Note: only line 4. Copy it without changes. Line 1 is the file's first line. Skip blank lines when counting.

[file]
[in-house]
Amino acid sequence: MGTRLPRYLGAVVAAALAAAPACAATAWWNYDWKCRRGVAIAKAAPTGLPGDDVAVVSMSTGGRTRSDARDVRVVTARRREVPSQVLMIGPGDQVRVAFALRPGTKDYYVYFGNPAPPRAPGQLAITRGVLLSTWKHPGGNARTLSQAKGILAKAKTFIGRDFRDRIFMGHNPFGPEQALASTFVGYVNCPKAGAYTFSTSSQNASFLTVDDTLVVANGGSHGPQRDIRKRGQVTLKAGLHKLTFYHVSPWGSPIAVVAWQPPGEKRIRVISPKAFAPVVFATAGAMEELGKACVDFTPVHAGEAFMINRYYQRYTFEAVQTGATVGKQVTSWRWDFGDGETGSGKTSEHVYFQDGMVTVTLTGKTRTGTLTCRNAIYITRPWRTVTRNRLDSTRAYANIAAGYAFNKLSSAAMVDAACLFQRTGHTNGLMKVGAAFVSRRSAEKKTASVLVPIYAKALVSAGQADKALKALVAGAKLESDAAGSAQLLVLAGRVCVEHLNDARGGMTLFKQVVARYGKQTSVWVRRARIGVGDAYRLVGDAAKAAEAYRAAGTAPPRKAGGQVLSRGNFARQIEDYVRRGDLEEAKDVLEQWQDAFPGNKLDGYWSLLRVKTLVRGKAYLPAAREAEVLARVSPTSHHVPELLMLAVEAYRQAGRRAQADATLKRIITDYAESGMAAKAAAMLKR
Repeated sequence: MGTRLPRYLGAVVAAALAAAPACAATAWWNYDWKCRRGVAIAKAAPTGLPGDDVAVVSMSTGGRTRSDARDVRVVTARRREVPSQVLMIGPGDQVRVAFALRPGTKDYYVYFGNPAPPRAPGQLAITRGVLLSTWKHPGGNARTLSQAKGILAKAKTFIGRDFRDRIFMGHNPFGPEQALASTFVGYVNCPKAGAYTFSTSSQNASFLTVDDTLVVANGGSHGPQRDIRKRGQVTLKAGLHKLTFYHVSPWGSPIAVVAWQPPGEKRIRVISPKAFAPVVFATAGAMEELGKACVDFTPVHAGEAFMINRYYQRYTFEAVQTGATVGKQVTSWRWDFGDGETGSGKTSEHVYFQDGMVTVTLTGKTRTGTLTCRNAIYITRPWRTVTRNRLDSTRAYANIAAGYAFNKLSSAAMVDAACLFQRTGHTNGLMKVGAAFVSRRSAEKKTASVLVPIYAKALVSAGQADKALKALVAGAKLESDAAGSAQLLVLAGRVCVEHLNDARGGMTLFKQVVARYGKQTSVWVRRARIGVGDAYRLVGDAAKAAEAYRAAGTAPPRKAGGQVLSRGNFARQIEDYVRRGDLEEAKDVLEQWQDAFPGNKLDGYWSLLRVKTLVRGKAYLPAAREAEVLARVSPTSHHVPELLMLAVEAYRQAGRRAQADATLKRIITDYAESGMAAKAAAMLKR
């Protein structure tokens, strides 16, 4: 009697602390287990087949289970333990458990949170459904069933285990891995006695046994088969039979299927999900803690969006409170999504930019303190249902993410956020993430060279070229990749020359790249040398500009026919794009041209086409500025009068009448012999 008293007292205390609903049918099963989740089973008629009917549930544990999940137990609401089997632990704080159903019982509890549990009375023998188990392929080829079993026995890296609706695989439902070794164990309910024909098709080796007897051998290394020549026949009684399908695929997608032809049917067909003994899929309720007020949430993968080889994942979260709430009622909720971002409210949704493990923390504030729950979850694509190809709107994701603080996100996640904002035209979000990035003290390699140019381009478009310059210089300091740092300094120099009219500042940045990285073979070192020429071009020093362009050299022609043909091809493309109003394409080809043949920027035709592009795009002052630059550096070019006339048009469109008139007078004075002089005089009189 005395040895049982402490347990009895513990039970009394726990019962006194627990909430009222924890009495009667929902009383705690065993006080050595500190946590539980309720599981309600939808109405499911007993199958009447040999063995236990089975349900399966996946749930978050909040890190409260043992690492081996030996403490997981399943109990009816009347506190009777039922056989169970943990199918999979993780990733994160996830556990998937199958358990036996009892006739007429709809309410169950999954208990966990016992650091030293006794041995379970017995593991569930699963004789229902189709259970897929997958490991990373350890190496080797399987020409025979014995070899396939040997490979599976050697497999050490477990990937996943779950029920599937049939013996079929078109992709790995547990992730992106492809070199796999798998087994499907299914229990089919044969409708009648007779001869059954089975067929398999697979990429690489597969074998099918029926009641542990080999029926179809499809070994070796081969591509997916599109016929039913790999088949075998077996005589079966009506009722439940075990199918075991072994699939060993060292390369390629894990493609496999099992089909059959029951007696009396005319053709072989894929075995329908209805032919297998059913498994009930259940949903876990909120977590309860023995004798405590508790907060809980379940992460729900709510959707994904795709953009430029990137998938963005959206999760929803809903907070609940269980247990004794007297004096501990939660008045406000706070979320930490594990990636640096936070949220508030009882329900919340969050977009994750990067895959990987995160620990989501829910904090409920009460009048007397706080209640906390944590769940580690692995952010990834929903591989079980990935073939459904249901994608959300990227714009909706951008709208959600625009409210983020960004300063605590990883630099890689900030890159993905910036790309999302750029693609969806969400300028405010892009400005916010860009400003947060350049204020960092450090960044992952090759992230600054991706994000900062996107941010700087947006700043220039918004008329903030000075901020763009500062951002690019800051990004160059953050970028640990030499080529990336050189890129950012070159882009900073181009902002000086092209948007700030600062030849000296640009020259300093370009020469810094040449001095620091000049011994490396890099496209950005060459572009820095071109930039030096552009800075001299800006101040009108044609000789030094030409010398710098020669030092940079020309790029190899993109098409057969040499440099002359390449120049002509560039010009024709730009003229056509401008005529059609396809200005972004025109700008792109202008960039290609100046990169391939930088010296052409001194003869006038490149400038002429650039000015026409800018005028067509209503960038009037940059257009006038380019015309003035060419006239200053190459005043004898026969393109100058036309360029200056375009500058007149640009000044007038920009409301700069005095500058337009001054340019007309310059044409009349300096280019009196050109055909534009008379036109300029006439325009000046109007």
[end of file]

């Protein structure tokens, strides 16, 4: 009697602390287990087949289970333990458990949170459904069933285990891995006695046994088969039979299927999900803690969006409170999504930019303190249902993410956020993430060279070229990749020359790249040398500009026919794009041209086409500025009068009448012999 008293007292205390609903049918099963989740089973008629009917549930544990999940137990609401089997632990704080159903019982509890549990009375023998188990392929080829079993026995890296609706695989439902070794164990309910024909098709080796007897051998290394020549026949009684399908695929997608032809049917067909003994899929309720007020949430993968080889994942979260709430009622909720971002409210949704493990923390504030729950979850694509190809709107994701603080996100996640904002035209979000990035003290390699140019381009478009310059210089300091740092300094120099009219500042940045990285073979070192020429071009020093362009050299022609043909091809493309109003394409080809043949920027035709592009795009002052630059550096070019006339048009469109008139007078004075002089005089009189 005395040895049982402490347990009895513990039970009394726990019962006194627990909430009222924890009495009667929902009383705690065993006080050595500190946590539980309720599981309600939808109405499911007993199958009447040999063995236990089975349900399966996946749930978050909040890190409260043992690492081996030996403490997981399943109990009816009347506190009777039922056989169970943990199918999979993780990733994160996830556990998937199958358990036996009892006739007429709809309410169950999954208990966990016992650091030293006794041995379970017995593991569930699963004789229902189709259970897929997958490991990373350890190496080797399987020409025979014995070899396939040997490979599976050697497999050490477990990937996943779950029920599937049939013996079929078109992709790995547990992730992106492809070199796999798998087994499907299914229990089919044969409708009648007779001869059954089975067929398999697979990429690489597969074998099918029926009641542990080999029926179809499809070994070796081969591509997916599109016929039913790999088949075998077996005589079966009506009722439940075990199918075991072994699939060993060292390369390629894990493609496999099992089909059959029951007696009396005319053709072989894929075995329908209805032919297998059913498994009930259940949903876990909120977590309860023995004798405590508790907060809980379940992460729900709510959707994904795709953009430029990137998938963005959206999760929803809903907070609940269980247990004794007297004096501990939660008045406000706070979320930490594990990636640096936070949220508030009882329900919340969050977009994750990067895959990987995160620990989501829910904090409920009460009048007397706080209640906390944590769940580690692995952010990834929903591989079980990935073939459904249901994608959300990227714009909706951008709208959600625009409210983020960004300063605590990883630099890689900030890159993905910036790309999302750029693609969806969400300028405010892009400005916010860009400003947060350049204020960092450090960044992952090759992230600054991706994000900062996107941010700087947006700043220039918004008329903030000075901020763009500062951002690019800051990004160059953050970028640990030499080529990336050189890129950012070159882009900073181009902002000086092209948007700030600062030849000296640009020259300093370009020469810094040449001095620091000049011994490396890099496209950005060459572009820095071109930039030096552009800075001299800006101040009108044609000789030094030409010398710098020669030092940079020309790029190899993109098409057969040499440099002359390449120049002509560039010009024709730009003229056509401008005529059609396809200005972004025109700008792109202008960039290609100046990169391939930088010296052409001194003869006038490149400038002429650039000015026409800018005028067509209503960038009037940059257009006038380019015309003035060419006239200053190459005043004898026969393109100058036309360029200056375009500058007149640009000044007038920009409301700069005095500058337009001054340019007309310059044409009349300096280019009196050109055909534009008379036109300029006439325009000046109007």